Playing It Safe

 

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We all know that toys are fun. From building blocks and dolls, to puzzles and action figures, toys bring laughter and learning to kids of all ages and are a critical component of their healthy development. But as a member of the medical community (and in many cases, also a parent, grandparent, or caregiver) you may find yourself wondering from time to time if children’s toys are truly safe. The good news? Toy safety is a top priority and year-round commitment that is shared by industry, government, medical professionals, and child development experts.

Leading the charge are toymakers and retailers who work day-in and day-out to ensure that all toys sold in the United States, no matter where in the world they are made, comply with our nation’s strict federal safety standard: ASTM F963 – Standard Consumer Safety Specification for Toy Safety. ASTM F963 is one of the most respected and widely used toy safety standards in the world, and includes more than 100 requirements and tests that cover mechanical, physical, electrical, chemical, microbiological, and material safety in order to protect children at play. First developed in the 1970s, the standard was adopted by ASTM International in 1986. Since 2008, federal law has mandated that all toys sold in the U.S. are tested and certified compliant with F963.

Over the years, the standard has protected children in countless ways, as it relates to possible hazards that may not be recognized readily by the public, but may be encountered during the normal use (or misuse) of a toy. The standard is continually reviewed by a multi-stakeholder expert group that includes industry, medical and child development experts, government, consumer representatives, engineers, and testing labs, and was most recently revised in late 2016.

“ASTM F963-16 – the latest iteration of what is widely considered the ‘gold standard’ for children’s products – is a compilation of efforts throughout the past five years to explore emerging safety issues, new product features, and new ways that toys are being used that may pose a risk to children,” says Joan Lawrence, senior vice president of standards and regulatory affairs at the Toy Industry Association (TIA) and chair of the ASTM Subcommittee on Toy Safety, which continually looks to ensure that the standard supports safety and reflects the latest information on risk.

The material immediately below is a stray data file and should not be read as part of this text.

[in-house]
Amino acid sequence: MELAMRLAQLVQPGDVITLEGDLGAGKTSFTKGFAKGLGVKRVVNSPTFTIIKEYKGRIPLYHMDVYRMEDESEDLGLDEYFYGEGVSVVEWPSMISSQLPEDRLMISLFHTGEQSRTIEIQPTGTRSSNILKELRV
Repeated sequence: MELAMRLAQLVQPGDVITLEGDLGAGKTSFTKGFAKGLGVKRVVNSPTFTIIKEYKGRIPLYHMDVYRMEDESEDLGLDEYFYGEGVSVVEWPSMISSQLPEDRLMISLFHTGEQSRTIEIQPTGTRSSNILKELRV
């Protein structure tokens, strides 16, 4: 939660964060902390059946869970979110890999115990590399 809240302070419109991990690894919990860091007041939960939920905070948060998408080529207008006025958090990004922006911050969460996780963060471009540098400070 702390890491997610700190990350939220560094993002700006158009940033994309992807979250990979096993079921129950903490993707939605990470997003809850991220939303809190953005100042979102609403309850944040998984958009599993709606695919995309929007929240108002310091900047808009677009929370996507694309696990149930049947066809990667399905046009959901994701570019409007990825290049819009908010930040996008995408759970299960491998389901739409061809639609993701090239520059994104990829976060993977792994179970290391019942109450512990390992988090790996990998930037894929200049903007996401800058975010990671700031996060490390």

Changes made in the 2016 edition of ASTM F963 include, among others:

  • added requirements to the already-extensive section on battery safety;
  • added tests for normal use and foreseeable misuse;
  • enhancements to requirements for toys involving projectiles;
  • new requirements for materials and toys that could expand if swallowed;
  • new requirements and clarifications related to microbiological safety;
  • clarifications to existing requirements related to heavy elements in toys;
  • inclusion of the standards for toy chests within the mandatory toy standards; and,
  • clarification of requirements and supplemental guidance for oral impaction hazards.